- It turns the linear method into a quadratic one. Of course, it would be possible, and more accurate, to construct a LMTO orbital of a different principal quantum number complete with envelope function; however, there is a corresponding loss in efficiency because the additional matrix elements of the envelope function must be evaluated.
- for states with energies in the vicinity of the local orbital energy, the envelope functions of the regular valence states combine with the local orbital to make the interstitial part of the wave function.
Examples from the standard distribution that illustrate local orbitals of this type are
fp/test/test.fp gas fp/test/test.fp cu
The Ga 3d semi-core the high-lying As 5s state are included as local orbitals. In the Cu case, the high-lying Cu 4d is included, which is important in GW calculations.
The second, extended, kind of local orbital can only be used for semi-core states. Instead of artificially subtracting off some linear of the phi and phi-dot to make the orbital vanish at the augmentation radius, a smooth Hankel tail is attached to the orbital. The smoothing of tail is constructed to match as well as possible the kinetic energy of the semi-core state. This type of orbital has the advantage that the valence envelope function need not “carry” the tail of the semi-core state. Its drawback is that more things can “go wrong,” namely it may fail to do a good job of fitting the kinetic energy.
An example that illustrates the second kind of local orbital is
The Sr 4p and Ti 3p semi-core states are included as local orbitals. In the first part of the test, they are included as local orbitals of the first type; then the last step is recalculated using local orbitals of the second type.
This tutorial shows the application of local orbitals in PbTe.
Floating orbitals may be added to the basis set. These orbitals can be important when very accurate calculations are needed in open systems, e.g. when reliable energy bands are needed for a wide energy window. They tend to be more important the GW context than the DFT context because the GW self-energy is a function of unoccupied states as well as occupied ones.
Floating orbitals differ from the usual smooth Hankel envelopes in that they are centered not at an atom, but usually at the center of some interstial region large enough to accomodate an atom. Like all envelope functions, their tails are augmented in spheres that contain actual sites, but they are not augmented at their own centre (no “head” sphere). lmchk, and blm (the ctrl file maker), have the ability to identify appropriate sites and and “E” (empty) sites automatically. (You can of course add them manually, by hand.) Note also that “E” sites can be “empty spheres”, “atoms” of atomic number zero complete with augumentation radii, or “floating orbitals” — sites where additional envelope functions are added without augmentation. This tutorial uses floating orbitals in the study of a InAs/GaSb heterojunction.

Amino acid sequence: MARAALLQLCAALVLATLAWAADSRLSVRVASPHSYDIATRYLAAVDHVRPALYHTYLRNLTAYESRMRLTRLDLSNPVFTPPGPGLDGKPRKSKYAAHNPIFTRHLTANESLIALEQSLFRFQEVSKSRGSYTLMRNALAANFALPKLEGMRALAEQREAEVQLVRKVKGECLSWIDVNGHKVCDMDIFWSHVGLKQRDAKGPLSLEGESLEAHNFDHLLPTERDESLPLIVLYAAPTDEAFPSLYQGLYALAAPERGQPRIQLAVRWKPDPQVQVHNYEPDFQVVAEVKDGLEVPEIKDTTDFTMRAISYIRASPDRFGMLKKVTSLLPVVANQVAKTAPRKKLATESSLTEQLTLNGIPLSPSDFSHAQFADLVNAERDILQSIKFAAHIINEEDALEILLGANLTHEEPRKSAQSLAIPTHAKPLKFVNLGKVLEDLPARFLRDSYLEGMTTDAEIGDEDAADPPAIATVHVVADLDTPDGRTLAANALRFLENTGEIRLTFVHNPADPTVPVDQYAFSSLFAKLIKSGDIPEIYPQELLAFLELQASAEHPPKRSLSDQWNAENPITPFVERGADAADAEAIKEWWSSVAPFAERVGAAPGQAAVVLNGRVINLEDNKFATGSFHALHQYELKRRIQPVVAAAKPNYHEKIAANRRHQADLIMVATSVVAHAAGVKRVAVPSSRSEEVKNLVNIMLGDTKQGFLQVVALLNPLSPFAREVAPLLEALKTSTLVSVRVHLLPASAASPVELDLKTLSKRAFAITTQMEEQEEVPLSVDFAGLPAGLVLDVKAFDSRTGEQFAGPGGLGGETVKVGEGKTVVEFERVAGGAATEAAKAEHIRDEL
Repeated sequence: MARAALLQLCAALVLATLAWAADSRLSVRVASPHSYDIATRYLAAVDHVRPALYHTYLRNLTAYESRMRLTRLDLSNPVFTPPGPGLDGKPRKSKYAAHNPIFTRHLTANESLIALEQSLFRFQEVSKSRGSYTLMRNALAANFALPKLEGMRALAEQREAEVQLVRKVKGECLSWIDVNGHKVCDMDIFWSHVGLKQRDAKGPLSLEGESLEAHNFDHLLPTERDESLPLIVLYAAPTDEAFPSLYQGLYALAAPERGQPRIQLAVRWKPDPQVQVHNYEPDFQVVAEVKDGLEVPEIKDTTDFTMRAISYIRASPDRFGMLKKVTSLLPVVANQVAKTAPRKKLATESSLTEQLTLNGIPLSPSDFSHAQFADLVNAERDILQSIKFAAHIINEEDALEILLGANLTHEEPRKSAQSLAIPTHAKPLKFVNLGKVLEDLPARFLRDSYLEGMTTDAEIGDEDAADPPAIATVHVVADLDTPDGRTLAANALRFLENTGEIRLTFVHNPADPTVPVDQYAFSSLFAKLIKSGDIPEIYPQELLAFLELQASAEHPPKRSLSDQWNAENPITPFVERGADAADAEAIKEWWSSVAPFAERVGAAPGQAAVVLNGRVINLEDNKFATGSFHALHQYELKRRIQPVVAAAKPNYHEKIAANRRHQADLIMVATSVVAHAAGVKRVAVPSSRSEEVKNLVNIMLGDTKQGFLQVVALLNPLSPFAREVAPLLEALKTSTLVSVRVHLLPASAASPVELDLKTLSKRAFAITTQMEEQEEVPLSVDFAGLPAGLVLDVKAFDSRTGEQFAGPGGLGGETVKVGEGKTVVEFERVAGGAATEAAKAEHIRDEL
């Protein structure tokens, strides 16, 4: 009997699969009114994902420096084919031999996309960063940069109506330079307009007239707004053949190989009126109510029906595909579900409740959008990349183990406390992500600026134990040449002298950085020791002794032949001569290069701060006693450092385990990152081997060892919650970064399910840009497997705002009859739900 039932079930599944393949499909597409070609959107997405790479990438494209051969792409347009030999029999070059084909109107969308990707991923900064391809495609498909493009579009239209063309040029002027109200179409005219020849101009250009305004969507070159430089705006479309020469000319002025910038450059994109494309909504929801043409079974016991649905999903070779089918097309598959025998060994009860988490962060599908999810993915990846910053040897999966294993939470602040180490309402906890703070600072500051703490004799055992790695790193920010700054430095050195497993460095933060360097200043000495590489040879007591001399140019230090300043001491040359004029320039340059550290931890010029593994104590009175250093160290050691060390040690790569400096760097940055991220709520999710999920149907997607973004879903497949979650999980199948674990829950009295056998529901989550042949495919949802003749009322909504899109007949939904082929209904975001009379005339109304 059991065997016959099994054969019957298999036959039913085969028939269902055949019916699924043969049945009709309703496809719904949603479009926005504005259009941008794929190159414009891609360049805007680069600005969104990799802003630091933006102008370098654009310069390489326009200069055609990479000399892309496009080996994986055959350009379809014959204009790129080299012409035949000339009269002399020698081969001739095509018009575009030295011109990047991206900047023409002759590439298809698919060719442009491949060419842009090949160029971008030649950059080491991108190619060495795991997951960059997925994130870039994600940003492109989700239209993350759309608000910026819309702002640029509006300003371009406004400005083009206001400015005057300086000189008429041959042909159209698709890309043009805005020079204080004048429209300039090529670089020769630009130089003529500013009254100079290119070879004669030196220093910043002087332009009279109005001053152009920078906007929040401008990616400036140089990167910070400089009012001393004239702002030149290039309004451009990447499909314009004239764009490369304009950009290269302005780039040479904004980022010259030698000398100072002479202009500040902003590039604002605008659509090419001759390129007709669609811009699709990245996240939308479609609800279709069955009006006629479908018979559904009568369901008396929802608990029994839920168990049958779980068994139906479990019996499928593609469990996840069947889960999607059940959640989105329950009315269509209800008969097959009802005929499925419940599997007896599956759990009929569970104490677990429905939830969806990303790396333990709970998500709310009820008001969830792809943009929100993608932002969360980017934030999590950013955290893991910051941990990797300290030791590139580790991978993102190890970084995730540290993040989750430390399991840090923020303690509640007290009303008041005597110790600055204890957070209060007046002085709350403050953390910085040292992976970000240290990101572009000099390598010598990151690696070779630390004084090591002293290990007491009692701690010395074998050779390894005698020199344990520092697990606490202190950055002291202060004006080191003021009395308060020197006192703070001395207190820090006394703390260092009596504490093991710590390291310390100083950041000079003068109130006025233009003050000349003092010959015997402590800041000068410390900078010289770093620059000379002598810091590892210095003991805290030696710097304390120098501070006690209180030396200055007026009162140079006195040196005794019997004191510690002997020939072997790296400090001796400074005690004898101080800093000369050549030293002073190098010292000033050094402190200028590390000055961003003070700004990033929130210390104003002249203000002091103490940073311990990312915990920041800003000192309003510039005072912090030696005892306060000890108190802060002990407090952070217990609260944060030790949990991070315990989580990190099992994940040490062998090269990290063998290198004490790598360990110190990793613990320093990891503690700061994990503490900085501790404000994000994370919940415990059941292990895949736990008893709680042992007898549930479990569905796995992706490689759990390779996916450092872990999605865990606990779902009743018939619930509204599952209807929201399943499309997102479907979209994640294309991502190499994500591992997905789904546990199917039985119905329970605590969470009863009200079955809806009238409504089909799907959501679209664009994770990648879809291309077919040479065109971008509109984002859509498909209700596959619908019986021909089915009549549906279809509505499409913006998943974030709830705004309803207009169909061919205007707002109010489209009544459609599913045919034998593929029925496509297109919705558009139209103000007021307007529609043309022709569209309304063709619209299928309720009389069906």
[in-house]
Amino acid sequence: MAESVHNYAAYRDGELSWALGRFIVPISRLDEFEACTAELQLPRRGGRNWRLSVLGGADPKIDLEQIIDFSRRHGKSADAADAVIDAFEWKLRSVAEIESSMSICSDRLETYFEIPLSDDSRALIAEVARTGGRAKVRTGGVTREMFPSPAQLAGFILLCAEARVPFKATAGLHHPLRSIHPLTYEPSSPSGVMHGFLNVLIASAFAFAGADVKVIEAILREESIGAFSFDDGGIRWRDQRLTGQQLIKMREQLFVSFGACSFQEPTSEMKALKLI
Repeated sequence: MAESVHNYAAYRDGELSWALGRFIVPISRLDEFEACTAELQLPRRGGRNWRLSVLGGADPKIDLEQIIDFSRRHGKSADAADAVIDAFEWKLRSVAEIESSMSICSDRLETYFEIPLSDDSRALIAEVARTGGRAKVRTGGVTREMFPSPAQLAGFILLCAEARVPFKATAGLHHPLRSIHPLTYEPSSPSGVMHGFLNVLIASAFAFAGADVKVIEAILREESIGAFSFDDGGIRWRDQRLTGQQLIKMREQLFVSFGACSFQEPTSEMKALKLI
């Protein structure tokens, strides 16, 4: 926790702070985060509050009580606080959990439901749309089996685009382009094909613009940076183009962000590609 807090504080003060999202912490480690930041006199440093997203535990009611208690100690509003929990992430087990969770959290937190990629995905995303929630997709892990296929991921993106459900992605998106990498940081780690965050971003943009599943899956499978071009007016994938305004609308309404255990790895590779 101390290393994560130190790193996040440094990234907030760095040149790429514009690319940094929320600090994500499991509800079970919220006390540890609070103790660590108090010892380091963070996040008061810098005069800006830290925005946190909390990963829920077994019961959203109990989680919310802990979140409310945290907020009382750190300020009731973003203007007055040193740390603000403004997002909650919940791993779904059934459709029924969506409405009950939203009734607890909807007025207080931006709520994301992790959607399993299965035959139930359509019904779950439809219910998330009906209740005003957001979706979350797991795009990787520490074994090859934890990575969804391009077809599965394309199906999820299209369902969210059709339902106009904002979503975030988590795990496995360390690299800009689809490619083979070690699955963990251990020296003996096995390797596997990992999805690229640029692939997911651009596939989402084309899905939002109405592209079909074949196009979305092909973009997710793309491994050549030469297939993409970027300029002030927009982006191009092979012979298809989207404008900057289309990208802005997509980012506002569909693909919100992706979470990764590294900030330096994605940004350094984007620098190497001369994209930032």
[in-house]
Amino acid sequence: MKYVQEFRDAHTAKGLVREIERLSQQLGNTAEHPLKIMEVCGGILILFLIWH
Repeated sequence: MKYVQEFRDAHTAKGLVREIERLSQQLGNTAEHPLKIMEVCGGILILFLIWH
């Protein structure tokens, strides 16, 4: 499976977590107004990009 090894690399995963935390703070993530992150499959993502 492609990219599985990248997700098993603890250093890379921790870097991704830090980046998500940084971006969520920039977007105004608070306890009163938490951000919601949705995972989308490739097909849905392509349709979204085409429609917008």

The following tests in the the Questaal distribution illustrate floating orbitals being included xin the basis:
fp/test/test.fp te fp/test/test.fp gaslc
This tutorial has an exercise showing the application of local orbitals in a QSGW calculation of Si.
Augmented Plane Waves
Augmented Plane Waves can also be included in the basis. They play the same role as floating orbitals do, but APWs are superior because they are simpler to use (there are no parameters and they do not need to be located at any particular site), and the control over convergence is more systematic. It is called the PMT method, and is described in Ref. .
The following illustrate the inclusion of APWs in the basis:
fp/test/test.fp te fp/test/test.fp srtio3 fp/test/test.fp felz 4
This tutorial demonstrates the PMT method.
Jigsaw Puzzle Orbitals
Jigsaw Puzzle Orbitals are the next-generation basis set that will eventually replace Questaal’s standard one. They are short ranged, making it easier to implement algorithms that rely on short-ranged, real-space hamiltonians, and we expect them to be more accurate besides. At present we only have a screening transformation of the existing basis set (short range, but not an improved hilbert space). This is still an experimental project, so if you are interested in them, please contact us.
lmf can operate in scalar or MPI mode. It parallelizes over k-points, and is the most efficient for scaling.
 M. Methfessel, Mark van Schilfgaarde, and R. A. Casali, “A full-potential LMTO method based on smooth Hankel functions,” in Electronic Structure and Physical Properties of Solids: The Uses of the LMTO Method, Lecture Notes in Physics 535. H. Dreysse, ed. (Springer-Verlag, Berlin) 2000.
 Dimitar Pashov, Swagata Acharya, Walter R. L. Lambrecht, Jerome Jackson, Kirill D. Belashchenko, Athanasios Chantis, Francois Jamet, Mark van Schilfgaarde, Questaal: a package of electronic structure methods based on the linear muffin-tin orbital technique, Comp. Phys. Comm. 249, 107065 (2020).
 E. Bott, M. Methfessel, W. Krabs, and P. C. Schmidt, Nonsingular Hankel functions as a new basis for electronic structure calculations, Journal of Mathematical Physics 39, 3393 (1998).
 T. Kotani and M. van Schilfgaarde, A fusion of the LAPW and the LMTO methods: the augmented plane wave plus muffin-tin orbital (PMT) method, Phys. Rev. B81, 125117 (2010).
See also T. Kotani, H. Kino, H. Akai, Formulation of the Augmented Plane-Wave and Muffin-Tin Orbital Method, J. Phys. Soc. Jpn. 84, 034702 (2015), and also Sec. 3.10 of Ref. .